In Search of the Wooly Mammoth


In Search of the Wooly Mammoth
Second Edition

This is a story about the unnamed author;s quest to find the Wooly Mammoths of the Everfrost Peaks.

Ever since I was a child, I remember hearing stories of great beasts that would plod across the snowy plains of the northlands. These large beasts were very similar to the ones found in the southern plains of the Karanas, but covered in a great mass of shaggy hair. I vowed that one day I would see these great beasts.

As I grew older, I would venture out to the plains to see these beasts. I was shocked to see they were even larger than the picture my mind had painted. Standing twice as tall as a man, they had enormous ears that flapped down around their faces. Thrilled at seeing an elephant for the first time, my mind raced at the thoughts of what a Wooly Mammoth could possibly look like.

My experience encouraged me to make the dangerous trek to the snowy northlands to find these beasts. I visited every tavern in all of Qeynos and sought out brave adventurers that would accompany me on my journey. For you see, the only way to breach the frozen tundra was to travel through the lair of the gnolls – Blackburrow.

Gathering together several brave souls, including a barbarian native to the snowy town of Halas, we began hiking northwards through the Qeynos Hills. Being careful to heed the advice of the Windstalkers, we deftly avoided all of the bears and the wolves that made these foothills their home. Eventually, we found ourselves standing before the maw of the gnoll’s den.

My companions showed much bravery and skills in the combat arts by fending off the attacks of numerous hungry gnolls. The barbarian, Narmat MacTargle, pointed out the winding tunnel that led to the snowy tundra of the north. Lighting our torches we continued our journey through this lightless cave. Soon enough, I could feel the air getting cold.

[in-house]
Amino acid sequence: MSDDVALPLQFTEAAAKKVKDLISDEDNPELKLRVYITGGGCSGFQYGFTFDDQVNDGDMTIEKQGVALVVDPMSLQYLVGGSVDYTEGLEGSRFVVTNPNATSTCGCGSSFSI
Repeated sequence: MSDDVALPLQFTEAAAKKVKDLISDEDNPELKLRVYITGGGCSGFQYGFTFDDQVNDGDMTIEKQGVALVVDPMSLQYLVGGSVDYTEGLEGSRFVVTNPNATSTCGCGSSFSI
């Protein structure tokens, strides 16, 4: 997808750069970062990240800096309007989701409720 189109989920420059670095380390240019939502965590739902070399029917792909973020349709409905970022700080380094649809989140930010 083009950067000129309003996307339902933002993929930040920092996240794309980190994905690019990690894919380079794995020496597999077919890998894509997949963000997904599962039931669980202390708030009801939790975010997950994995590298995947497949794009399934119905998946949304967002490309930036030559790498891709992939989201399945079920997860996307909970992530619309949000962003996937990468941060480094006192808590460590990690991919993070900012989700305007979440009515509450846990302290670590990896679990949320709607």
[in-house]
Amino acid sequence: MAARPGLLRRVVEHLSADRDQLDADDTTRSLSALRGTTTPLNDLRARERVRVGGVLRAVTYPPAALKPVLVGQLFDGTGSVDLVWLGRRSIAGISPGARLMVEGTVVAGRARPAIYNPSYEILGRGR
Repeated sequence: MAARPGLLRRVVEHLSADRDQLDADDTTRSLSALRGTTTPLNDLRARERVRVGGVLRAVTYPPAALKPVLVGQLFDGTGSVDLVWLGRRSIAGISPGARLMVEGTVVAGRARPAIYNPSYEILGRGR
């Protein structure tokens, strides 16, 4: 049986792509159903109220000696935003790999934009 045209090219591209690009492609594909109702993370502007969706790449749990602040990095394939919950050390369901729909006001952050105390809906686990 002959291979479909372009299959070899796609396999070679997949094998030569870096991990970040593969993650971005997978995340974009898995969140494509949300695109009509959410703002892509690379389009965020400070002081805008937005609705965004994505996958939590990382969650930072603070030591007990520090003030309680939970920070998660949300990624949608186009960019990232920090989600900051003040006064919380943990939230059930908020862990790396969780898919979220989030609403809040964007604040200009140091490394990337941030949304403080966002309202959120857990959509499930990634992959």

Eventually we would reach the mouth of the tunnel, depositing us within the cold wastes of the north. All around us were snow covered mountains and icy ground. Narmat told us that we would first want to journey to Halas to replenish our supplies. Fortunately, as with Blackburrow, he knew the way.

Greeted by burly guards as large as my barbarian friends, we were allowed into the town just so long as we agreed to cause no harm. When I told the guards about my quest to see the Wooly Mammoths, they just snorted and suggested I speak with Old Hemma. Asking around, I eventually found where this ancient alder was found.

Blind for as many years as I was old, Old Hemma described in great detail the mighty Mammoths. The part that I was interested in the most was the great tusks that protruded from their mouths. Pointing to large spears, cups, plates, wall hangings and even the knob on the front door, Old Hemma told me that these were all carved from the teeth.

Telling me exactly how to find the breeding grounds of these magnificent beasts, he gave me a cryptic warning. Saying that my quest would come to an end only when I found the cost of greed, he escorted me out of his house. Looking around, I noticed that every household had some adornment crafted from the teeth of Mammoths, just as Old Hemma had within his house. My companions left the town at once, seeking a delta to the far northwest of the town.

The journey was long and hard, but we eventually found the delta as Old Hemma had described. And this is when I understood what the old sage meant by finding the cost of greed. For all throughout the delta were the intact corpses of these once magnificent beasts, frozen to the ground. Intact save for one small detail – all of the Mammoths had their tusks removed. In the end, I started my quest too late, for the Mammoths were driven to extinction for no reason other than their two front teeth.

Advertisements

Leave a Reply

Fill in your details below or click an icon to log in:

WordPress.com Logo

You are commenting using your WordPress.com account. Log Out / Change )

Twitter picture

You are commenting using your Twitter account. Log Out / Change )

Facebook photo

You are commenting using your Facebook account. Log Out / Change )

Google+ photo

You are commenting using your Google+ account. Log Out / Change )

Connecting to %s